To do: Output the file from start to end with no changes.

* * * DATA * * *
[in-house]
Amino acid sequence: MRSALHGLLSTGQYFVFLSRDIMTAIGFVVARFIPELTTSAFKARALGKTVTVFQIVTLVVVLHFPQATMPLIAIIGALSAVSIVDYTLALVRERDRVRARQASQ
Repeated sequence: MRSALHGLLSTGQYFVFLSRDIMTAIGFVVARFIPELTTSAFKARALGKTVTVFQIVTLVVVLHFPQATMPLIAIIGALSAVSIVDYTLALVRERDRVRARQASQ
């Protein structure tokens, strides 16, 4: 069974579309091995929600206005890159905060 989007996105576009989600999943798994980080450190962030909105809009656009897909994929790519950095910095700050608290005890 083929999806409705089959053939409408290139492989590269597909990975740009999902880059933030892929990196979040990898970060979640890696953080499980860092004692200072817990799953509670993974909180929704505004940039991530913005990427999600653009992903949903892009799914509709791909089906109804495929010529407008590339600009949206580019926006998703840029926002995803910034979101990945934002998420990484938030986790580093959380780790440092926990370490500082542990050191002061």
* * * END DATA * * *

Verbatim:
[in-house]
Amino acid sequence: MRSALHGLLSTGQYFVFLSRDIMTAIGFVVARFIPELTTSAFKARALGKTVTVFQIVTLVVVLHFPQATMPLIAIIGALSAVSIVDYTLALVRERDRVRARQASQ
Repeated sequence: MRSALHGLLSTGQYFVFLSRDIMTAIGFVVARFIPELTTSAFKARALGKTVTVFQIVTLVVVLHFPQATMPLIAIIGALSAVSIVDYTLALVRERDRVRARQASQ
């Protein structure tokens, strides 16, 4: 069974579309091995929600206005890159905060 989007996105576009989600999943798994980080450190962030909105809009656009897909994929790519950095910095700050608290005890 083929999806409705089959053939409408290139492989590269597909990975740009999902880059933030892929990196979040990898970060979640890696953080499980860092004692200072817990799953509670993974909180929704505004940039991530913005990427999600653009992903949903892009799914509709791909089906109804495929010529407008590339600009949206580019926006998703840029926002995803910034979101990945934002998420990484938030986790580093959380780790440092926990370490500082542990050191002061």